). Recent research highlights the importance of school counselors and other important figures in adolescents’ lives to honor the ethnic labels that youth choose to define themselves, given the meaning and importance that such labels take on in adolescents’ lives (Malott et al. 2009
). Clearly, additional efforts to examine links between ethnic label use and well-being should be undertaken.
One limitation of the current study is that our analyses were based on self-report data. We also have little information on whether ethnic labels mean something different in each community. For instance, identifying one’s ancestral origins as “Mexican” could take on a qualitatively different meaning in LA versus NC. Further, there is a great deal of diversity even within each broad area of immigration. That is, not all specific communities within one geographic area are the same; hence, there remains a need for future research in both traditional and non-traditional areas of migration in order to replicate our results and provide more generalizable findings. Indeed, our cross-site comparisons are only an initial exploration into the potential richness of considering how place of settlement impacts adolescent development. For instance, there are specific ethnicities that are found in one place of settlement and not in another, and such differences should be explicitly examined in future work. As one example, the Asian population in NC is partly comprised of individuals who identify as Montagnard, an ethnic minority group from the highlands of Vietnam who have largely settled in areas of NC and not, for instance, California. Future research that uses qualitative data to more deeply explore adolescents’ ethnic labeling choices and cultural adaption could be helpful, particularly in ethnic minority and refugee families that tend to be understudied in the current psychological literature.
Another suggestion for future research is to center on younger samples to determine earlier periods of development in which individuals’ ethnic labeling begins to take shape. Indeed, emerging work has shown that children as young as pre-kindergarten are beginning to understand issues of race, ethnicity, and discrimination (Brown and Bigler 2005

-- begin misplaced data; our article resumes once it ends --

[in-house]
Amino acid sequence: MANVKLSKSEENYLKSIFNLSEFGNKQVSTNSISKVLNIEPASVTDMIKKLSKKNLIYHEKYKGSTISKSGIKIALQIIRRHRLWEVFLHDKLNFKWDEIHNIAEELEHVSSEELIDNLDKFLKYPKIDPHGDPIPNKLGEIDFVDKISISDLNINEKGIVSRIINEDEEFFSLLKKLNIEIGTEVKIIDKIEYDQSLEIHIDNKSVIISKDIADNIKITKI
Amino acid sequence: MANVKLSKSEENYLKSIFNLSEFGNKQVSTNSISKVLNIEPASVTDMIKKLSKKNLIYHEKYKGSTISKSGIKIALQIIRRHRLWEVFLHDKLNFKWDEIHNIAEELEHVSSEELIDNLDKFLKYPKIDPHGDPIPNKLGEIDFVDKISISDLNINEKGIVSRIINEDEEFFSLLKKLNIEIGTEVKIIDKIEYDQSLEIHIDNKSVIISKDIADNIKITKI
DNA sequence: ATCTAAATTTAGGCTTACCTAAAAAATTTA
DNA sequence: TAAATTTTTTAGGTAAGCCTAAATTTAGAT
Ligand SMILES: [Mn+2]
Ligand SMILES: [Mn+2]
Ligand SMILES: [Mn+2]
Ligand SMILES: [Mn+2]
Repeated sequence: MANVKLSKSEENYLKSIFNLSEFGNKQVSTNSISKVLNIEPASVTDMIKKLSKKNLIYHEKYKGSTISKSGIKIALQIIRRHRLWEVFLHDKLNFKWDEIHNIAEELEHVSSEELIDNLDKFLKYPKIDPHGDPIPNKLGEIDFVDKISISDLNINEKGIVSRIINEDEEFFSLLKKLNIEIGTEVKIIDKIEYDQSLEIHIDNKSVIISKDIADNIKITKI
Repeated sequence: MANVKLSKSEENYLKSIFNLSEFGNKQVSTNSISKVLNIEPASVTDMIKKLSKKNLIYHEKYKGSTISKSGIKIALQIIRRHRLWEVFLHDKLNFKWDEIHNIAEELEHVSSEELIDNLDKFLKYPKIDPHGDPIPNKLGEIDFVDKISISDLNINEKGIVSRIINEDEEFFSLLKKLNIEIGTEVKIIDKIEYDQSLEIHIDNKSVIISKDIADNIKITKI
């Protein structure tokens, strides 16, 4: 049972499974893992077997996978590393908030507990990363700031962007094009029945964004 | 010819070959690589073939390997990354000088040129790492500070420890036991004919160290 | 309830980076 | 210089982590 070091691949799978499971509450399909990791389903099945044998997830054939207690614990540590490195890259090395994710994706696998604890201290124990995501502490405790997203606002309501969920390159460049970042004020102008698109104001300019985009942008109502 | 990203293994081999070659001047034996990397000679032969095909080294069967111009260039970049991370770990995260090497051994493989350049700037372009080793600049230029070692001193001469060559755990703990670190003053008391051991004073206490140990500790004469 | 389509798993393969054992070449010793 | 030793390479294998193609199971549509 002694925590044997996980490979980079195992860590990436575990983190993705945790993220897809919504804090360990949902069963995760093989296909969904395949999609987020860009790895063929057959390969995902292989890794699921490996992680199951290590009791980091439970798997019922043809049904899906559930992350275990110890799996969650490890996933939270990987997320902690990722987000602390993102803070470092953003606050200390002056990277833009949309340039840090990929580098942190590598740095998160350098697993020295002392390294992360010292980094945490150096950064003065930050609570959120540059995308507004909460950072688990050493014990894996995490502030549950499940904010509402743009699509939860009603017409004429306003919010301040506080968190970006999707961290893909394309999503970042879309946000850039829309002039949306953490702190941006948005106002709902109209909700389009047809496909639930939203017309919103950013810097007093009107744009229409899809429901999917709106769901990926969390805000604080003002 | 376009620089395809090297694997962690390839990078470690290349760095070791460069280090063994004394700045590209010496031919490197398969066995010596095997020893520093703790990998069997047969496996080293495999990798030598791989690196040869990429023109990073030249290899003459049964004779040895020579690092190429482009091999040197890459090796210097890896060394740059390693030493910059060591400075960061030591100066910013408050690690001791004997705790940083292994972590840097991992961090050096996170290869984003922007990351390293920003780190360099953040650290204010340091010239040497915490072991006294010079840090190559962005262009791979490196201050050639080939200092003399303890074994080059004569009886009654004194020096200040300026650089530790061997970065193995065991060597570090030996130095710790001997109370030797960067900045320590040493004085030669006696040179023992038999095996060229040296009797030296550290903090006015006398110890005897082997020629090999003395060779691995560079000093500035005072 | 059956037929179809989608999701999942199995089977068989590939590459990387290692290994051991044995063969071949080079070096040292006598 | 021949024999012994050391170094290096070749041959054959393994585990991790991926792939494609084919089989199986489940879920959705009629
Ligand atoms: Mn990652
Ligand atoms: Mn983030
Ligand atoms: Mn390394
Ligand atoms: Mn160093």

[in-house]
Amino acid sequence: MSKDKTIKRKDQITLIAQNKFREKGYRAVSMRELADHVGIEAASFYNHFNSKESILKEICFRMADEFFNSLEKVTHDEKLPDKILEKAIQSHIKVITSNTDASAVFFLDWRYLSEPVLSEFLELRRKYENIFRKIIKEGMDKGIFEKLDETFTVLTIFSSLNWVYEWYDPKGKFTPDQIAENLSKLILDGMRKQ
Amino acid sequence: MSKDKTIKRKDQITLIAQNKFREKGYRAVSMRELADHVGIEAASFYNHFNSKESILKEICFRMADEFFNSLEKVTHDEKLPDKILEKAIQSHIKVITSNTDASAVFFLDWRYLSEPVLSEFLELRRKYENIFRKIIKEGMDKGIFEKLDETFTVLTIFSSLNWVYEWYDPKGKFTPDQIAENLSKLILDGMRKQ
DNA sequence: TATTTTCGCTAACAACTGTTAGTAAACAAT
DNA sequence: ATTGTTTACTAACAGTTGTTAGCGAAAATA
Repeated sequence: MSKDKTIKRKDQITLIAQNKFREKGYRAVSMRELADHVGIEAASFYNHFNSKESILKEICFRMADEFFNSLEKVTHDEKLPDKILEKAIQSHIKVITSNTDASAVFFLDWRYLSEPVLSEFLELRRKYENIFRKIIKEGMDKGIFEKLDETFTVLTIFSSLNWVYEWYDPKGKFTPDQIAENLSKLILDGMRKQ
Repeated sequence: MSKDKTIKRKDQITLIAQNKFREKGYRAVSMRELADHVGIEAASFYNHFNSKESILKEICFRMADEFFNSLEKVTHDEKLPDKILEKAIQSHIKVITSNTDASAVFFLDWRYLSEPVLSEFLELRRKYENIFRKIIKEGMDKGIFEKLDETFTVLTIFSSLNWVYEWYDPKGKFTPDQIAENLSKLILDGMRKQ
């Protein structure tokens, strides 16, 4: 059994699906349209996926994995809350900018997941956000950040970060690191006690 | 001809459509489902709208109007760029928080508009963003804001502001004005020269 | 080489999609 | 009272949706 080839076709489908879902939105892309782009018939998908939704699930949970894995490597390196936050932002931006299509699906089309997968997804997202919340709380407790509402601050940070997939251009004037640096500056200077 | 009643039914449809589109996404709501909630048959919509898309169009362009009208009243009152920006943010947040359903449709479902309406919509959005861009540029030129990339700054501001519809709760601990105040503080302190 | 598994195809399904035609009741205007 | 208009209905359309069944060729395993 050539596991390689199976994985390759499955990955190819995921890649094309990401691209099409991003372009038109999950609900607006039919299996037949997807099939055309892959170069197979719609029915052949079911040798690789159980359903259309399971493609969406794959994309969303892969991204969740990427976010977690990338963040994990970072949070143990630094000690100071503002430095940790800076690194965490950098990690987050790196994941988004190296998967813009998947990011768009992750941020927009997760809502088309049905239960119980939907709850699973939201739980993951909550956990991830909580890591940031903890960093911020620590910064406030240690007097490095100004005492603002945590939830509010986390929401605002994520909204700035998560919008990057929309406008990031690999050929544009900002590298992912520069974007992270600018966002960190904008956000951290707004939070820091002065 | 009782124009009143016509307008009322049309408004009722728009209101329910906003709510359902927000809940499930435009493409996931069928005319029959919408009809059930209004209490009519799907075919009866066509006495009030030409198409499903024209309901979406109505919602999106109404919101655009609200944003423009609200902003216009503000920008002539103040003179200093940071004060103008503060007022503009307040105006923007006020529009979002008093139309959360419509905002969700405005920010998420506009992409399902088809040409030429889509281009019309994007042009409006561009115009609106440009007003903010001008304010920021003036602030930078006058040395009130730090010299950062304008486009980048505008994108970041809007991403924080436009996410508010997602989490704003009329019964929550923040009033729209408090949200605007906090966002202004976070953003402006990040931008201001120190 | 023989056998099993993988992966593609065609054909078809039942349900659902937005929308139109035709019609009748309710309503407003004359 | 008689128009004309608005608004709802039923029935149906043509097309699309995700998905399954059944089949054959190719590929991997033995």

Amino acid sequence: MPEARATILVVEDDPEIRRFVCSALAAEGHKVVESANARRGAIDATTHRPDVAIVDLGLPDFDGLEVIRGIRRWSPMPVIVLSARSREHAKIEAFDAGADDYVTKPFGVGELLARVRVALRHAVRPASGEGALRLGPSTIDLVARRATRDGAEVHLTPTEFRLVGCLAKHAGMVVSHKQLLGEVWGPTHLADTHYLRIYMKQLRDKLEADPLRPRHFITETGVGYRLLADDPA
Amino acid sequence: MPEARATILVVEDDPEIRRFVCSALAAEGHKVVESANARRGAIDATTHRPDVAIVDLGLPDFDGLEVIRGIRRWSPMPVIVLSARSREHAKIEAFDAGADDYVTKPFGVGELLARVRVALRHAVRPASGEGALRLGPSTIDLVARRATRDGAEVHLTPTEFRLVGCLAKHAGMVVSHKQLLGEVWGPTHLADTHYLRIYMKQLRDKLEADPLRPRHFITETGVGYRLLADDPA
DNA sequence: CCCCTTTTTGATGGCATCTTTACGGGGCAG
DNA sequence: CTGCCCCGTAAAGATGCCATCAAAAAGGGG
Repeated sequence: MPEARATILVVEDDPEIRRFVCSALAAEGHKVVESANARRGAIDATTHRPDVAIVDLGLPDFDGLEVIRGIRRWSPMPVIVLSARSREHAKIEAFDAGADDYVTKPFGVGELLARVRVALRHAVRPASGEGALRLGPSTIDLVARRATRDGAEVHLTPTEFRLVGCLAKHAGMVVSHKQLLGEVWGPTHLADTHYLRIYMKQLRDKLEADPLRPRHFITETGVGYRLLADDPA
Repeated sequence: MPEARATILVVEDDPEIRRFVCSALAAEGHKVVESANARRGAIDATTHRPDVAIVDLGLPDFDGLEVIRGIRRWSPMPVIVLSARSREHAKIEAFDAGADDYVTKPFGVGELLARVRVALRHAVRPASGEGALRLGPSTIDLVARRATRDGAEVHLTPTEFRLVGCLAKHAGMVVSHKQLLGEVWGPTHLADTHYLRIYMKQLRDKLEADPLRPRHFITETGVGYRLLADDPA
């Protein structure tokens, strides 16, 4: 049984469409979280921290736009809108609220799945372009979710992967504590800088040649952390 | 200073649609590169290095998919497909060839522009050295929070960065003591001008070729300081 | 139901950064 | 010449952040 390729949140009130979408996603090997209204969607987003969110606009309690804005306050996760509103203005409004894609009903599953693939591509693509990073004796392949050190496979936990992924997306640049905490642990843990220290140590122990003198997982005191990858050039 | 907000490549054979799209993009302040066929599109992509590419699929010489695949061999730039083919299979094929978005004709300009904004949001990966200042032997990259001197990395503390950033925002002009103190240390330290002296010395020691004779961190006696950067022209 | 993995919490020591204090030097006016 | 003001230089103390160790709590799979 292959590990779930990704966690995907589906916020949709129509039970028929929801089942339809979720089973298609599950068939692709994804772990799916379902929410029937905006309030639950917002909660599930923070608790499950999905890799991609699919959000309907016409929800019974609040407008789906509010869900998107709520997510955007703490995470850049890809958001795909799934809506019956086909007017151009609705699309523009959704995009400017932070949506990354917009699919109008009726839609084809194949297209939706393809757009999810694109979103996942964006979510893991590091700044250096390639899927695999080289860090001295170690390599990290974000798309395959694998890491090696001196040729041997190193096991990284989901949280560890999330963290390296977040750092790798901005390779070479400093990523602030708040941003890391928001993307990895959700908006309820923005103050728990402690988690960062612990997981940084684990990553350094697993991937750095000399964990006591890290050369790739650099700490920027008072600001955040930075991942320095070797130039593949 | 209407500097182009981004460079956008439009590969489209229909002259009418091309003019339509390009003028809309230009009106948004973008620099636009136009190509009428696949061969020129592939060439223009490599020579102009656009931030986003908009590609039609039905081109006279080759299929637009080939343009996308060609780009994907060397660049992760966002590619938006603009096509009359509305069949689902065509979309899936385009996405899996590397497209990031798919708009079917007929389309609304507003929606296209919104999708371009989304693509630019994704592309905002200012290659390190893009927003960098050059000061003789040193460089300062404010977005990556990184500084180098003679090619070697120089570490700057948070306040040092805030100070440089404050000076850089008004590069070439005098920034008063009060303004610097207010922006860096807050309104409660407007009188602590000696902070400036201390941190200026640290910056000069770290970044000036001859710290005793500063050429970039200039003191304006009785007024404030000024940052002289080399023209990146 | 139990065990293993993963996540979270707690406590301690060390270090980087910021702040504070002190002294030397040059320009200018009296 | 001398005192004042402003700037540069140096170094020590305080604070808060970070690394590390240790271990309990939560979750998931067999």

). Given prior work linking family relationships with ethnic identity (Kiang and Fuligni 2009
), and the recent push for understanding family ethic socialization (Hughes et al. 2006
), research on how the family influences early conceptions of ethnic labeling would be particularly worthwhile. Similarly, examining how ethnic labeling continues to evolve in later years of high school and through the adult years as adolescents begin post-secondary education or enter the work force could also lead to more precise information on how ethnic labels form and affect other aspects of development.
As long as US convention continues to require classifications by race or ethnicity, the labels that adolescents use to define themselves will likely continue to be a salient aspect of their lives. Much of our understanding of the cultural adaptation of adolescents from immigrant families stem from areas of the US that are relatively ethnically diverse and metropolitan in nature. Consistent with prior research that points to the importance of considering immigrant families’ place of settlement and the limited social and institutional resources that are found in new immigrant communities (Bailey 2005
; Hirschman and Massey 2008
), our results suggest that context plays a significant role in adolescents’ cultural self-views. By broadening our understanding of adolescents’ ethnic identity development to areas of the US that are newly adapting to a diverse ethnic community, we can move towards nationwide efforts to support development and provide a welcoming environment with which all youth can flourish.